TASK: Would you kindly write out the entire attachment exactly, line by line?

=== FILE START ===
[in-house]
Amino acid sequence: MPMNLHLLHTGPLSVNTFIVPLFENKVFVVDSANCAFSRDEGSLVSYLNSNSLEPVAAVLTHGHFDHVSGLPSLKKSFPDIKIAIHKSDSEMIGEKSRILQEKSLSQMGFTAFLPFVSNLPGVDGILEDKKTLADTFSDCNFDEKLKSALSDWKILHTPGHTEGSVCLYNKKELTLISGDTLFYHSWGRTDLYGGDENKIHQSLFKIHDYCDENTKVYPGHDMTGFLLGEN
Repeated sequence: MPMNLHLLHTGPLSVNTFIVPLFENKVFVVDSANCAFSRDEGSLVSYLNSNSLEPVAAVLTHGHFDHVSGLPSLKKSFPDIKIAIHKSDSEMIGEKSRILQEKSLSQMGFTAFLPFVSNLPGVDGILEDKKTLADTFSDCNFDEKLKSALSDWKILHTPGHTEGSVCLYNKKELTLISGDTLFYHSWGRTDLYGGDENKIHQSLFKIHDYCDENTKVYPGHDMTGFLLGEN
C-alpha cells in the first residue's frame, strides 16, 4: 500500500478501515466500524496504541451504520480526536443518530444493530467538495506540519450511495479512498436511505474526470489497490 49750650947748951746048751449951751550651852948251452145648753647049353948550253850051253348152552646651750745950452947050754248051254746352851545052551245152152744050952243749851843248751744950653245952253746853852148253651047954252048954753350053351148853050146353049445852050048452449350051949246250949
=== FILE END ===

[in-house]
Amino acid sequence: MPMNLHLLHTGPLSVNTFIVPLFENKVFVVDSANCAFSRDEGSLVSYLNSNSLEPVAAVLTHGHFDHVSGLPSLKKSFPDIKIAIHKSDSEMIGEKSRILQEKSLSQMGFTAFLPFVSNLPGVDGILEDKKTLADTFSDCNFDEKLKSALSDWKILHTPGHTEGSVCLYNKKELTLISGDTLFYHSWGRTDLYGGDENKIHQSLFKIHDYCDENTKVYPGHDMTGFLLGEN
Repeated sequence: MPMNLHLLHTGPLSVNTFIVPLFENKVFVVDSANCAFSRDEGSLVSYLNSNSLEPVAAVLTHGHFDHVSGLPSLKKSFPDIKIAIHKSDSEMIGEKSRILQEKSLSQMGFTAFLPFVSNLPGVDGILEDKKTLADTFSDCNFDEKLKSALSDWKILHTPGHTEGSVCLYNKKELTLISGDTLFYHSWGRTDLYGGDENKIHQSLFKIHDYCDENTKVYPGHDMTGFLLGEN
C-alpha cells in the first residue's frame, strides 16, 4: 500500500478501515466500524496504541451504520480526536443518530444493530467538495506540519450511495479512498436511505474526470489497490 49750650947748951746048751449951751550651852948251452145648753647049353948550253850051253348152552646651750745950452947050754248051254746352851545052551245152152744050952243749851843248751744950653245952253746853852148253651047954252048954753350053351148853050146353049445852050048452449350051949246250949